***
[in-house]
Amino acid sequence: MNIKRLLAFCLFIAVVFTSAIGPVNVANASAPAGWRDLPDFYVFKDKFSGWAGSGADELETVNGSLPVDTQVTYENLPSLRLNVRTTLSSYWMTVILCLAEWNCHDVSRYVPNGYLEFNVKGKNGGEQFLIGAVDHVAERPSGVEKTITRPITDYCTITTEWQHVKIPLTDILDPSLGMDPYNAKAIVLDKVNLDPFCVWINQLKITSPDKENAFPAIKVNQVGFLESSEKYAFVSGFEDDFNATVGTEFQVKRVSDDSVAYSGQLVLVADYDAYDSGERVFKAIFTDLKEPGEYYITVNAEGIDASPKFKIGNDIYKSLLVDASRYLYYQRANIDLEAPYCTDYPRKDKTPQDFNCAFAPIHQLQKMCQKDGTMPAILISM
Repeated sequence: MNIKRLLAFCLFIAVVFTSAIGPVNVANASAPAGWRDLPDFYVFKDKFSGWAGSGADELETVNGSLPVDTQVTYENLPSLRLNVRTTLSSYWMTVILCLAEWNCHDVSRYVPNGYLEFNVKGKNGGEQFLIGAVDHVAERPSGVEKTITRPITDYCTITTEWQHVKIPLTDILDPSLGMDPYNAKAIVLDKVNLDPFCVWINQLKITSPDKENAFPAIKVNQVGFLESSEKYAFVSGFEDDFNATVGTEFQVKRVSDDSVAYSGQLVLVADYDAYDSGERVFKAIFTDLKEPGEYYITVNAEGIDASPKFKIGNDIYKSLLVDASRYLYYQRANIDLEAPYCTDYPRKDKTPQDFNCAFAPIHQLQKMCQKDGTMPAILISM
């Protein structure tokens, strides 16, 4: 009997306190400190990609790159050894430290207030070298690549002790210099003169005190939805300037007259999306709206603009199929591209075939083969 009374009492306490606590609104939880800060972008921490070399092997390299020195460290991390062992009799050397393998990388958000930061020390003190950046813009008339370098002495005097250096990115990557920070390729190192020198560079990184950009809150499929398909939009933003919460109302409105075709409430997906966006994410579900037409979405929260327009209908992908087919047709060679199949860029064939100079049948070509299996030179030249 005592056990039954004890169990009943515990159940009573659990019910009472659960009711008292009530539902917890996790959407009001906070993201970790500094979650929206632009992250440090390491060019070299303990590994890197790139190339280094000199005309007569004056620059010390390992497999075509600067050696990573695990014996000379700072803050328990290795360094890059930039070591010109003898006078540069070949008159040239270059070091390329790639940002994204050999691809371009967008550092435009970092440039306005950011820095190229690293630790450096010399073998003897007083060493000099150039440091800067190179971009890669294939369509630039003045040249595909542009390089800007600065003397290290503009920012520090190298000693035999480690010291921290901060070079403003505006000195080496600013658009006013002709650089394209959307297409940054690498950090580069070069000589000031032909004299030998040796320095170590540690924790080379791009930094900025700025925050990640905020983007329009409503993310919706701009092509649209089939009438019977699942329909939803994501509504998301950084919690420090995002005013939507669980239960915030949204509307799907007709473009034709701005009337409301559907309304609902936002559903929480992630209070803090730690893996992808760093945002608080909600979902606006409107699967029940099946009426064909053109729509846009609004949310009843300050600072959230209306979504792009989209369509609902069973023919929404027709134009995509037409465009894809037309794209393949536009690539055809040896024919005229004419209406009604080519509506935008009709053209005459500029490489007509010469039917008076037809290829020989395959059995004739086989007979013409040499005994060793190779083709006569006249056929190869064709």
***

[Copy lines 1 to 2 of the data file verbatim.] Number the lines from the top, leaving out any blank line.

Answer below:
[in-house]
Amino acid sequence: MNIKRLLAFCLFIAVVFTSAIGPVNVANASAPAGWRDLPDFYVFKDKFSGWAGSGADELETVNGSLPVDTQVTYENLPSLRLNVRTTLSSYWMTVILCLAEWNCHDVSRYVPNGYLEFNVKGKNGGEQFLIGAVDHVAERPSGVEKTITRPITDYCTITTEWQHVKIPLTDILDPSLGMDPYNAKAIVLDKVNLDPFCVWINQLKITSPDKENAFPAIKVNQVGFLESSEKYAFVSGFEDDFNATVGTEFQVKRVSDDSVAYSGQLVLVADYDAYDSGERVFKAIFTDLKEPGEYYITVNAEGIDASPKFKIGNDIYKSLLVDASRYLYYQRANIDLEAPYCTDYPRKDKTPQDFNCAFAPIHQLQKMCQKDGTMPAILISM